A lot’s been said about the impact of the Covid-19 crisis on digital healthcare. Formerly niche services have become critical societal infrastructure. Rapid innovation and adoption that would normally take years, took place over a matter of weeks, accelerating a trend that was already underway. But the market opportunity, relative to the startups chasing it, is still huge. We’ve yet to see the biggest winners.
Our recent Marketplaces report in partnership with Adevinta, supported by Point Nine Capital and Speedinvest, explores how pressures from ageing populations, spiralling costs and staff shortages have long been drivers towards the digitization of healthcare.
Download the full Online Marketplaces report
Digital consumer healthcare demand has skyrocketed
Healthcare is among the least digitized consumer categories. Unsurprisingly, digital healthcare recently experienced rapid mainstream adoption, reflected in public Health tech share prices.
Telehealth has been an early winner, going from a niche sector to a massive category. Polish healthtech company DocPlanner closed €80M Series E in May, and CEO Mariusz Gralewski told us about the scale of behavioural change they’ve seen.
“We launched a video consultation feature in our SaaS a few weeks into the Covid-19 outbreak and the adoption has been amazing. While doctors in our markets were traditionally hesitant to move away from in-person consultations, and telemedicine was a tiny fraction of total bookings in normal times, Covid has turned this upside down.” Read the complete interview here.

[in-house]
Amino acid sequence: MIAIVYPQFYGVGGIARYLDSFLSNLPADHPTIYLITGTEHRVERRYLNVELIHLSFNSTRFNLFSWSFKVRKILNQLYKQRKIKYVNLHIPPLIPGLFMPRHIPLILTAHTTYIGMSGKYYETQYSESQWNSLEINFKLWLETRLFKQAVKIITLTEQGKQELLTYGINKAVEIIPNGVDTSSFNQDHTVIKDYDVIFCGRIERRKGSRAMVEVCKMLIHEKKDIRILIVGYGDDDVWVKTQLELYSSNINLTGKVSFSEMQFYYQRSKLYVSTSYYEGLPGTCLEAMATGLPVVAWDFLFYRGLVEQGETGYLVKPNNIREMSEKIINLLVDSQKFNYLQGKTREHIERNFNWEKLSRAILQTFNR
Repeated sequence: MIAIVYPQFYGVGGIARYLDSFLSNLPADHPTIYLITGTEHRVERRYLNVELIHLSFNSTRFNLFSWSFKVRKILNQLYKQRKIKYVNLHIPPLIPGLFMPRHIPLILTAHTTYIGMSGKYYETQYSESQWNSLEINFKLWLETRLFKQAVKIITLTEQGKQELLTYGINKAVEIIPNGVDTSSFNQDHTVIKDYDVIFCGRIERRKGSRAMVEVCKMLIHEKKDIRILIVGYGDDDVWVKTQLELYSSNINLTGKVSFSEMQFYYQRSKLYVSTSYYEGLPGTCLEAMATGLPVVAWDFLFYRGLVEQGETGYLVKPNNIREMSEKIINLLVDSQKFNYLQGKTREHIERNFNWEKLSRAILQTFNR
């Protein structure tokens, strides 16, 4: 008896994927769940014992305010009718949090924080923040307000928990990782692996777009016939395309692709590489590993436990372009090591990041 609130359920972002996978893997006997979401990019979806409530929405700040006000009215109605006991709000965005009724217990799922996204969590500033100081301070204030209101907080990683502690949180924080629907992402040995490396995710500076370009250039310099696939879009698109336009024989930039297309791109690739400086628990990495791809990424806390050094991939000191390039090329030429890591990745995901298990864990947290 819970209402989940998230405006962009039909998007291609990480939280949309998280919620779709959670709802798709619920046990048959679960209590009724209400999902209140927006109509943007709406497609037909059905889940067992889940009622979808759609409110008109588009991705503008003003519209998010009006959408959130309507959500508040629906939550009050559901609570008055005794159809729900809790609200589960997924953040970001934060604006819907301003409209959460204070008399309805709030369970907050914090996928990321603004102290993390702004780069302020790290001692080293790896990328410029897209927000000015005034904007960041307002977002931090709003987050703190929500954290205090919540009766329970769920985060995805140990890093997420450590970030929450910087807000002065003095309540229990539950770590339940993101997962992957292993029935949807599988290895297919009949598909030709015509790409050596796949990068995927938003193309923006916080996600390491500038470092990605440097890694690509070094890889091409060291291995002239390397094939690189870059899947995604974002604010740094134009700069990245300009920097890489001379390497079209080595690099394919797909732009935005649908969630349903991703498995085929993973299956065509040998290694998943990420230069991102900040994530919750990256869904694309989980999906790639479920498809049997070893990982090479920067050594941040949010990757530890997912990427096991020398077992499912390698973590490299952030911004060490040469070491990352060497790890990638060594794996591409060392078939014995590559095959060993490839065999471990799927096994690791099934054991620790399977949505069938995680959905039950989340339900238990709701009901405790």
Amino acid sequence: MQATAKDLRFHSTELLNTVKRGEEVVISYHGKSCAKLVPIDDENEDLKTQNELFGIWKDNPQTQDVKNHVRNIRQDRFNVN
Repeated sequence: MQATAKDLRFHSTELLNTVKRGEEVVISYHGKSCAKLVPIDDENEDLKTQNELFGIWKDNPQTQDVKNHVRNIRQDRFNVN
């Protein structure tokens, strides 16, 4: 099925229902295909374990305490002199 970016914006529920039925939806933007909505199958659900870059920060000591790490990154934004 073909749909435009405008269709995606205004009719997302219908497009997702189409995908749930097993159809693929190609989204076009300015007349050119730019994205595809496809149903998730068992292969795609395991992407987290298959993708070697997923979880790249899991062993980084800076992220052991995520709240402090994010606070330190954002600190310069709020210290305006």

But the biggest wave for consumer digital healthcare marketplaces is yet to come. Global Healthcare spending is $7.8T, with just a small proportion associated with startup and scaleup activity.
Unpacking consumer healthcare services
Consumer healthcare startups have a combined value of more than $68 billion; we can expect to see this multiply in many key sub-sectors. Our interactive consumer healthcare landscape including insurance, pharmacies, mental health, telemedicine & appointment booking, home diagnostics, elderly care, mental health, dental and medical procedures, physicians, DNA testing, and femtech.
The pressure facing healthcare systems undoubtedly increased during Covid-19.
Chief Financial Officer of IoT healthcare company Borda Technology, Emre Tok told us “healthcare operations are unmanageable, causing lack of quality and inefficiency. Operational awareness and insights with actionable IoT data is necessary. Covid-19 made clear healthcare infrastructure is insufficient and inefficient. Hospitals could do a better job tracking patients’ journeys and utilize critical assets such as ventilators”.
Underutilized assets, undigitized patient-doctor and doctor-doctor communication, and operational inefficiency remain big challenge in the sector. VC-funded healthtech startups might represent a combined market cap of $46B, but with global consumer health spending now topping $7.8T, some big opportunities lie ahead.